The giant Drax power station in northern England is divided into six generating units. Two of these burn coal and are scheduled to cease commercial production next month because of their unacceptable emissions.
The others burn wood, known as “biomass”, and receive hefty subsidies from the state for their beneficial climate properties.
OK, you might think, the ones burning biomass must produce far fewer emissions. Why else spare them while closing the coal burners?
But you’d be wrong. Whereas in 2019, biomass puffed some 915 grammes of CO2 up Drax’s smokestacks for each kilowatt hour of electricity it generated, according to the company, coal only just beat it, pumping out 1,063g. And that was mainly because it was only burnt intermittently, making it less efficient. The previous year coal produced “just” 887g CO2/kWh — rather less than biomass.
Nor is this the whole story. It excludes the emissions produced by the whole supply chain required to turn trees into wood pellets and transport them across oceans. These add a further 124g CO2/kWh to the mix.
Drax’s green credentials came under the spotlight last week, when it was attacked by environmentalists for buying a Canadian wood pellet company that uses fossil fuel to dry wood fibre rather than sustainable material. The concern? That the practice pushed up the carbon intensity of Drax’s supply chain.
But there’s a far bigger question to answer about the environmental credibility of biomass. Given those hefty smokestack emissions, is it really low-carbon at all?
The first puzzle with biomass is why we don’t count those 915g CO2/kWh as being emitted. Two justifications exist for this climate accounting magic trick. One is that wood, unlike coal, can be regenerated as a fuel source by replanting trees. The second involves a counterfactual: what alternative use might that wood have had if it hadn’t been shipped to Drax.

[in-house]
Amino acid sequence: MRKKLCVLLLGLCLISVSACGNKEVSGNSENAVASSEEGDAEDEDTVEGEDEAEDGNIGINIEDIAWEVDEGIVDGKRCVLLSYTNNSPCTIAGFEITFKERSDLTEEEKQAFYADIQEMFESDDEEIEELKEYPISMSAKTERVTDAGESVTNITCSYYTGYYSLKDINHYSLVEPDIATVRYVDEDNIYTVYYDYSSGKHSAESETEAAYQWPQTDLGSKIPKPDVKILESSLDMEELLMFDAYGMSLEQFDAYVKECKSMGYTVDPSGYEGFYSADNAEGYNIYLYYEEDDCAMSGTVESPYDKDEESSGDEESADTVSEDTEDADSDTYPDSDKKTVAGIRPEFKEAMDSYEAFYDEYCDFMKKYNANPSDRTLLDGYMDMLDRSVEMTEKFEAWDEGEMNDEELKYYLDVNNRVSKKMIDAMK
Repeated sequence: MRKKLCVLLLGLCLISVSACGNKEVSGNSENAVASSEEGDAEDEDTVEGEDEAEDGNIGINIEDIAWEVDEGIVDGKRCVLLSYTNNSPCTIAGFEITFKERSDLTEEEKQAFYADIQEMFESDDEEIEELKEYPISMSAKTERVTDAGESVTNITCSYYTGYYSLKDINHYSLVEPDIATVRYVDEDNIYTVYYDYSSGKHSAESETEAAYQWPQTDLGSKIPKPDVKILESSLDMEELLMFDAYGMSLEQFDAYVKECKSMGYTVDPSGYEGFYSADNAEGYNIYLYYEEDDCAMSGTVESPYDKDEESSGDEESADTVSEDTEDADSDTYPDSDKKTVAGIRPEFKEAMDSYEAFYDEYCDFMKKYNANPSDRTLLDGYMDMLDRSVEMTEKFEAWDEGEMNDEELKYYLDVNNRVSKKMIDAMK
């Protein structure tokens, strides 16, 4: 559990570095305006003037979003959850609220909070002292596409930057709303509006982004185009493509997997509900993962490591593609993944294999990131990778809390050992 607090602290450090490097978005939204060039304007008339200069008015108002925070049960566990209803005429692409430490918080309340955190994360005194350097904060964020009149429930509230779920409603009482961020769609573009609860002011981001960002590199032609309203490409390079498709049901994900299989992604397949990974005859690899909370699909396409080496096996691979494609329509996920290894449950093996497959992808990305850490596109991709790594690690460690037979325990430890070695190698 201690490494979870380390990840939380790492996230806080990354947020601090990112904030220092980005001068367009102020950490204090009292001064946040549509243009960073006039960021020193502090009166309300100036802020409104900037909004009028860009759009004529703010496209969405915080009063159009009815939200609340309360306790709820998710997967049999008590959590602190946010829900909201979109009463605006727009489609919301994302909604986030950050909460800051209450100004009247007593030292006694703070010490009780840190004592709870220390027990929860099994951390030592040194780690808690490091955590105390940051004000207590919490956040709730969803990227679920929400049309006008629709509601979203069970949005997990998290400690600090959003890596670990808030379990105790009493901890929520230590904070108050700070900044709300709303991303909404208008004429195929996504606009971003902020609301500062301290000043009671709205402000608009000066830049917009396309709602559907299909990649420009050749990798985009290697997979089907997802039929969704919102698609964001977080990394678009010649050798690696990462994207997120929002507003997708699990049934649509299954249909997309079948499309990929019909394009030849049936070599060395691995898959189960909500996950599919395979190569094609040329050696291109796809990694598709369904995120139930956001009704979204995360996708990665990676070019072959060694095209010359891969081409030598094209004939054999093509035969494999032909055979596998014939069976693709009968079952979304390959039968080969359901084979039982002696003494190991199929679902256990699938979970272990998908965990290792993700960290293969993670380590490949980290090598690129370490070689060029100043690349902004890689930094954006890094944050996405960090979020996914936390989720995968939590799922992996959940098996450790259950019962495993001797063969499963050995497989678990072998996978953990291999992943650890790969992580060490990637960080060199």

To qualify as biomass, the wood needs to be deemed “waste”. That might be sawdust from a sawmill or trees cut to thin the density in a plantation, as against growing new trees for the sole purpose of felling and reducing them to ash.
Much turns on these classifications, not least Drax’s profitability. With biomass classed legally as “sustainable”, it avoids paying for the carbon it emits (several hundred million pounds in 2019 according to Ember, a think-tank). It also attracted renewable subsidies worth £800m that year, under a regime that runs until 2027. (In 2019, Drax’s pre-tax profits were just £142m).
Drax is now responsible for 15 per cent of the UK’s renewable electricity. Some of that output benefits from a guaranteed strike price of £100/MWh. That’s higher than the Hinkley Point nuclear project, let alone the latest wave of offshore wind renewables that are coming in at around £40/MWh.
Whether that’s money well spent is very debatable. Research by the European Academies Science Advisory Council suggests that burning biomass leads to an initial increase in atmospheric carbon that can take decades to be reabsorbed — a concept known as “carbon debt”.
So how low-carbon it is depends (among other things) on the time you have to recoup that debt. Yet the timescales we are working to have been shrinking. Britain is now legally committed to reaching net zero by 2050, and aims to cut grid emissions this decade to between 50g-100g CO2/kWh. That’s far less even than biomass’s supply chain.
There is an even more fundamental problem, which is basing the idea of sustainability on a counterfactual. How can we really calibrate emissions against a hypothetical alternative outcome that we cannot know?
One way of unpicking all this is simply to go back to basics. The main justification offered for biomass is that it encourages reforestation. But as the economist Sir Dieter Helm points out, there are other ways of getting trees planted. It does not need to be conflated with industries whose business is burning wood.
It is hard anyway to see how biomass fits with the history of energy transitions. These have moved from less power dense to more dense and efficient energy technologies; so coal succeeded wood, and was in its turn succeeded by oil and natural gas. Wood-burning is a retrograde step.
Biomass may have a role in decarbonisation, but it is likely to be limited and to depend on it being harnessed successfully with carbon capture technology. Rather than chucking ever more money down this rabbit hole, governments should more sensibly focus on technologies which are scalable, clean and dense.